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dc.contributor.authorJauffrais, Thierry  Concept link
dc.contributor.authorLeKieffre, Charlotte  Concept link
dc.contributor.authorKoho, Karoliina  Concept link
dc.contributor.authorTsuchiya, Masashi  Concept link
dc.contributor.authorSchweizer, Magali  Concept link
dc.contributor.authorBernhard, Joan M.  Concept link
dc.contributor.authorMeibom, Anders  Concept link
dc.contributor.authorGeslin, Emmanuelle  Concept link
dc.date.accessioned2018-01-09T14:30:05Z
dc.date.issued2017-10
dc.identifier.urihttps://hdl.handle.net/1912/9458
dc.description© The Author(s), 2017. This is the author's version of the work. It is posted here under a nonexclusive, irrevocable, paid-up, worldwide license granted to WHOI. It is made available for personal use, not for redistribution. The definitive version was published in Marine Micropaleontology 138 (2018): 46-62, doi:10.1016/j.marmicro.2017.10.003.en_US
dc.description.abstractAssimilation, sequestration and maintenance of foreign chloroplasts inside an organism is termed “chloroplast sequestration” or “kleptoplasty”. This phenomenon is known in certain benthic foraminifera, in which such kleptoplasts can be found both intact and functional, but with different retention times depending on foraminiferal species. In the present study, seven species of benthic foraminifera (Haynesina germanica, Elphidium williamsoni, E. selseyense, E. oceanense, E. aff. E. crispum, Planoglabratella opercularis and Ammonia sp.) were collected from shallow-water benthic habitats and examined with transmission electron microscope (TEM) for cellular ultrastructure to ascertain attributes of kleptoplasts. Results indicate that all these foraminiferal taxa actively obtain kleptoplasts but organized them differently within their endoplasm. In some species, the kleptoplasts were evenly distributed throughout the endoplasm (e.g., H. germanica, E. oceanense, Ammonia sp.), whereas other species consistently had plastids distributed close to the external cell membrane (e.g., Elphidium williamsoni, E. selseyense, P. opercularis). Chloroplast degradation also seemed to differ between species, as many degraded plastids were found in Ammonia sp. and E. oceanense compared to other investigated species. Digestion ability, along with different feeding and sequestration strategies may explain the differences in retention time between taxa. Additionally, the organization of the sequestered plastids within the endoplasm may also suggest behavioral strategies to expose and/or protect the sequestered plastids to/from light and/or to favor gas and/or nutrient exchange with their surrounding habitats.en_US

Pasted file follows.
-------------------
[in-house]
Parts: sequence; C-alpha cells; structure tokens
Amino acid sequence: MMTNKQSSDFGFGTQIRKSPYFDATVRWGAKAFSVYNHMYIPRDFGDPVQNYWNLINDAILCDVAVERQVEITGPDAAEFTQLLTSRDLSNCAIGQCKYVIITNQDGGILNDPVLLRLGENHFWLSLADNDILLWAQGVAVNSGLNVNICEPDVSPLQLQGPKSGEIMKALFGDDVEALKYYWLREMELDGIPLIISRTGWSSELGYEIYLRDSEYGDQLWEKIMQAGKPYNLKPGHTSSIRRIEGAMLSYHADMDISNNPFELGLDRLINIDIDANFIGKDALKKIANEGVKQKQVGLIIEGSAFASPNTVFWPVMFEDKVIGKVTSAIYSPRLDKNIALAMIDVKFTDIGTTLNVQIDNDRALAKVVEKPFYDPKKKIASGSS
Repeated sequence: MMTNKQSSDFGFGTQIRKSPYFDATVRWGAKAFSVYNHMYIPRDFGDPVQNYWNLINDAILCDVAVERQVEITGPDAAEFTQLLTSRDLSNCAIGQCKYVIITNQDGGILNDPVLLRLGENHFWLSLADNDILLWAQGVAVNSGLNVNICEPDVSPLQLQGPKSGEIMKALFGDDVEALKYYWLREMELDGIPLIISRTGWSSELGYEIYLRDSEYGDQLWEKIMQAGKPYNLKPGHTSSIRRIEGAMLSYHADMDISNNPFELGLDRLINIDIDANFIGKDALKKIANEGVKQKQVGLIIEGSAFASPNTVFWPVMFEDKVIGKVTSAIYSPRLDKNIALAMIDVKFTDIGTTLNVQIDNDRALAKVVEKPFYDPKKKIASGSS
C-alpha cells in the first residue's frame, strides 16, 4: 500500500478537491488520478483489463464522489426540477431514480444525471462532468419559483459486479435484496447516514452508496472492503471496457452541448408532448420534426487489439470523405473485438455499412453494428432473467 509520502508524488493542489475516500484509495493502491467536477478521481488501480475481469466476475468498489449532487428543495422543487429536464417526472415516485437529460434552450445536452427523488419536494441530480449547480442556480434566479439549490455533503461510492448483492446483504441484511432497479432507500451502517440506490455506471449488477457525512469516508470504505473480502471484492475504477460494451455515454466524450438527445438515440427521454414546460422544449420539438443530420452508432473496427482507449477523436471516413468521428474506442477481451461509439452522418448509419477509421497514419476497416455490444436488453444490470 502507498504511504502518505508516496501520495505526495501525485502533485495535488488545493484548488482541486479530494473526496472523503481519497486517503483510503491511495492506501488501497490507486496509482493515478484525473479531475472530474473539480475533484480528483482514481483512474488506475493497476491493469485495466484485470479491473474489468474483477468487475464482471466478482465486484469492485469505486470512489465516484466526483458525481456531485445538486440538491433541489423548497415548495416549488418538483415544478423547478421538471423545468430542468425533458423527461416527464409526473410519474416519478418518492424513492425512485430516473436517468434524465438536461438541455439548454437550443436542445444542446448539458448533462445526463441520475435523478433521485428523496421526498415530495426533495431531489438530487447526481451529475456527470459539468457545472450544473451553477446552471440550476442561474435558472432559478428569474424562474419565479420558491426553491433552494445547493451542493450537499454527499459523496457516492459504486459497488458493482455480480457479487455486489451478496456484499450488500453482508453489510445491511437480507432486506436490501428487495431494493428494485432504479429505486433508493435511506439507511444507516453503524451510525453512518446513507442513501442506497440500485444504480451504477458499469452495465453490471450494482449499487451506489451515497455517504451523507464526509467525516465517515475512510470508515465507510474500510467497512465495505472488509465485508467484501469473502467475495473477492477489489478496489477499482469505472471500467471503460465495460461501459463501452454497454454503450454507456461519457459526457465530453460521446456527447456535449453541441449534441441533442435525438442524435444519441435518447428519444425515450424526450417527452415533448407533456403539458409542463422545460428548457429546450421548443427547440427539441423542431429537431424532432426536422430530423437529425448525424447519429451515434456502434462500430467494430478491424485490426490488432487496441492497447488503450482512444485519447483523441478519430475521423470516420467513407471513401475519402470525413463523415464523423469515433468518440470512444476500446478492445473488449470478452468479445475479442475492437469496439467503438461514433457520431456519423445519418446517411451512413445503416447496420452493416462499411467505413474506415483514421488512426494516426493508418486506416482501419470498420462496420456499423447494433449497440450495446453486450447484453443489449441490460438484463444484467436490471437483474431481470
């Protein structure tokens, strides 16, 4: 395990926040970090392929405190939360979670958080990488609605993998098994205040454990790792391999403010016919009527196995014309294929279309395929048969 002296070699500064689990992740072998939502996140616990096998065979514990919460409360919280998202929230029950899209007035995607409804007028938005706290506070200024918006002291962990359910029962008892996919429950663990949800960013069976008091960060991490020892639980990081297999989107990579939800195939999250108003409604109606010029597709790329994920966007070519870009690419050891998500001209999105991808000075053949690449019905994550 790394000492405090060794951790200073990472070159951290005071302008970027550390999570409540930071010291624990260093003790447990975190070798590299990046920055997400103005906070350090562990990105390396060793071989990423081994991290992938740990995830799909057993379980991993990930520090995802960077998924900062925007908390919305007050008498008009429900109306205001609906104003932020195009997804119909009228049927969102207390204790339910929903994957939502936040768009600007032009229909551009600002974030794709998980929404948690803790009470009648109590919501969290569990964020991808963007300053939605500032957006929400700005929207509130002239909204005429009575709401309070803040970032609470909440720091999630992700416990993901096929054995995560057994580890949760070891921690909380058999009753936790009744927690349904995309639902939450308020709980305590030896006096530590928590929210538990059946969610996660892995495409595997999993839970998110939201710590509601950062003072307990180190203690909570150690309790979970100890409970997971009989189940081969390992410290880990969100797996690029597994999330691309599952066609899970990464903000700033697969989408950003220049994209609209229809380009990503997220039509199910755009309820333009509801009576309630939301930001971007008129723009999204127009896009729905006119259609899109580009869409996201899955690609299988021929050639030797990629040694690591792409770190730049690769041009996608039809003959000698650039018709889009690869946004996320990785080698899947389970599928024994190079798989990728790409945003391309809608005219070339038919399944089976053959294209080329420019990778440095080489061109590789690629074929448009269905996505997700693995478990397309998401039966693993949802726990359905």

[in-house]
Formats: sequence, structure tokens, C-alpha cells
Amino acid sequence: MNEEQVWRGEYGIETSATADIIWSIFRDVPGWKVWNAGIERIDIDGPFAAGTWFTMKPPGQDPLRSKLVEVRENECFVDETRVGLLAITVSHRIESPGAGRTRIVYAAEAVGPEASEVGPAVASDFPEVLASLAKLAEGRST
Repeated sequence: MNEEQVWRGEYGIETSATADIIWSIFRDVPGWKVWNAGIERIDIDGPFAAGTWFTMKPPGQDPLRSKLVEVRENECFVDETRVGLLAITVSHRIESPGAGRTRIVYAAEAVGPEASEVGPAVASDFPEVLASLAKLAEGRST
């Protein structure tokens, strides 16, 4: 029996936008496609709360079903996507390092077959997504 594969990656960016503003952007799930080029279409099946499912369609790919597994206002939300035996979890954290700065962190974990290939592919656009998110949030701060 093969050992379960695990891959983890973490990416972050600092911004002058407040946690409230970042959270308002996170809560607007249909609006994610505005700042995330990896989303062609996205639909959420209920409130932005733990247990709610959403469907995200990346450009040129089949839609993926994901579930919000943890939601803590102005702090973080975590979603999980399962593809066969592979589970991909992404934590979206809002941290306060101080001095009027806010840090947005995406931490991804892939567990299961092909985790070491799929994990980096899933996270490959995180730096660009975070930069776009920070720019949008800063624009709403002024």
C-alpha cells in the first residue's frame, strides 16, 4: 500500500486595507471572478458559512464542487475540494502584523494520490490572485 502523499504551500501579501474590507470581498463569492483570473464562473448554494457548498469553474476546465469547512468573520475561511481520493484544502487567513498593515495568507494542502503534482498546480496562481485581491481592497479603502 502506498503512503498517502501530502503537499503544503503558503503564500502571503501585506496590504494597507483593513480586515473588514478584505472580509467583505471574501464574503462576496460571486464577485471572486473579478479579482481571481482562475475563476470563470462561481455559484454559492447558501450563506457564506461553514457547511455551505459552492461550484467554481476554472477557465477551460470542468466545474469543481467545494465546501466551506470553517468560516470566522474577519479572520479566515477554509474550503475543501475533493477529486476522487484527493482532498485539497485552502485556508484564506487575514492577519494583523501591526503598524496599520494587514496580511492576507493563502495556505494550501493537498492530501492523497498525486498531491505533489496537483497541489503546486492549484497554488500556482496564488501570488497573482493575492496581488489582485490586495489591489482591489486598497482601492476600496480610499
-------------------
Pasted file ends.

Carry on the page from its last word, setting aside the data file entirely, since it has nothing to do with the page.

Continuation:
dc.description.sponsorshipTJ was funded by the “FRESCO” project, a project supported by the Region Pays de Loire and the University of Angers. This work was also supported by a grant no. 200021_149333 from the Swiss National Science Foundation and the French national program EC2CO-LEFE (project ForChlo).JMB acknowledges the Robert W. Morse Chair for Excellence in Oceanography and the Investment in Science Fund at WHOI. Also, KK acknowledges the Academy of Finland (Project numbers: 278827, 283453).en_US
dc.language.isoenen_US
dc.relation.urihttps://doi.org/10.1016/j.marmicro.2017.10.003
dc.subjectKleptoplastyen_US
dc.subjectProtisten_US
dc.subjectChloroplasten_US
dc.subjectTEMen_US
dc.subjectTransmission electron microscopeen_US
dc.titleUltrastructure and distribution of kleptoplasts in benthic foraminifera from shallow-water (photic) habitatsen_US
dc.typePreprinten_US


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